Tekmira Pharmaceuticals this week provided a minor update on its ongoing research and development efforts, highlighting its phase I cancer drug TKM-PLK1, which is slated to enter phase II testing later this year, and its Ebola infection treatment TKM-Ebola, which is being readied for a new phase I study before year-end.
During a presentation at this year's Biotechnology Industry Organization's BIO-CEO event this week, Tekmira President and CEO Mark Murray also hinted that the company was looking to expand beyond its core human therapeutics focus, noting that the firm is evaluating the use of its lipid nanoparticle-based siRNA delivery vehicles for use in agriculture applications.
As reported by Gene Silencing News, a number of ag-bio players have been increasingly looking to use RNAi within their offerings, including Monsanto, which recently disclosed that it was advancing four RNAi products through its pipeline (GSN 1/17/2013) and inked a technology-licensing deal with Alnylam Pharmaceuticals late last year (GSN 9/6/2012).
Murray, however, did not comment further about the agricultural work and a company spokesperson said that no additional details were being provided.
Tekmira's lead drug candidate remains TKM-PLK1, an siRNA-based cancer drug targeting the cell cycle protein polo-like kinase 1 and formulated with the nanoparticle technology. Last summer, the company presented interim data from an ongoing phase I trial showing the agent to be well tolerated despite an “aggressive dosing regimen” (GSN 8/16/2012).
Murray said this week that enrollment in the phase I study continues with patients receiving a 0.75 mg/kg dose of the drug, and that additional data will be presented at this year's American Association of Cancer Research meeting in April.
Meantime, Tekmira is prepping for a planned phase II trial to launch in the second half of the year, and is weighing a variety of different cancer indications to focus on. These include carcinoid tumors, hepatocellular carcinoma, and colorectal cancer in patients carrying KRAS mutations.
He added that the firm is aiming to select an indication with high unmet medical need and, therefore, one that may offer an accelerated route toward clinical approval.
Coming up behind TKM-PLK1 is TKM-Ebola, which is being developed in collaboration with the Department of Defense. In 2010, the company received a $34.7 million, three-year contract through the agency's Transformational Medical Technologies program. The contract includes an option allowing the DoD to extend the arrangement through US Food and Drug Administration approval, which would result in roughly $140 million in funding to Tekmira.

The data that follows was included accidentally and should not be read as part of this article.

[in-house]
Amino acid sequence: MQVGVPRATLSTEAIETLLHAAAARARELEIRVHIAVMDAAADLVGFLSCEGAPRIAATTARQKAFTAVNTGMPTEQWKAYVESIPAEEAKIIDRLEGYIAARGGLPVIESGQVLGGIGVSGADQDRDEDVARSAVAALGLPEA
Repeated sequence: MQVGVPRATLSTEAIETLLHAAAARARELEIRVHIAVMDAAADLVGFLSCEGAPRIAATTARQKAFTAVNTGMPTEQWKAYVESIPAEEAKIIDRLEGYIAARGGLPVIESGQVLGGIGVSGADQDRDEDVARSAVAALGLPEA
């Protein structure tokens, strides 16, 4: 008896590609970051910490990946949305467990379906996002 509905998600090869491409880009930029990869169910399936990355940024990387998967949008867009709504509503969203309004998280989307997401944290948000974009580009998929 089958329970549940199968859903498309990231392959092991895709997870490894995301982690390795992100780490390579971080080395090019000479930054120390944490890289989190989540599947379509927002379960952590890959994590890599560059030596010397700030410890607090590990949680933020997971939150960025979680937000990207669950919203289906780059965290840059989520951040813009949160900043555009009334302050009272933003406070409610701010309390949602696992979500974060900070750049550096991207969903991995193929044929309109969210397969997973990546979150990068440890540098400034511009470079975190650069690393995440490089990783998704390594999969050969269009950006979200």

Despite having moved into human testing, last August the DoD issued a temporary stop-work order on the program due to budgetary constraints. In October, the order was lifted and work resumed (GSN 10/4/2012).
Since then, Tekmira has asked the DoD to amend its contract so that it may tweak the drug candidate to use a more potent next-generation lipid nanoparticle. The company said that it aims to complete the formulation adjustments and submit them to the US Food and Drug Administration in the second half of this year in order to begin a new phase I study.
The company also continues to evaluate other preclinical candidates and expects to select one for formal development by the end of 2013. These include compounds targeting TKM-ALDH2, which targets aldehyde dehydrogenase 2, for alcohol dependence, and an siRNA cocktail designed against the cancer targets Wee1 and CSN5.
Tekmira and Murray did not, however, make any mention of the company's one-time flagship effort in hypercholesterolemia. That drug, called TKM-ApoB, is designed to silence apolipoprotein B and was the first the company moved into human trials.
However, it later halted a phase I study after a patient receiving the highest dose under investigation experienced flu-like symptoms consistent with stimulation of the immune system caused by the siRNA payload. It said that it planned to resume the program with a new siRNA and delivery formulation by mid-2010, but never did.
In late 2012, Murray said that the program remains in a holding pattern while Tekmira focuses on its two other clinical candidates.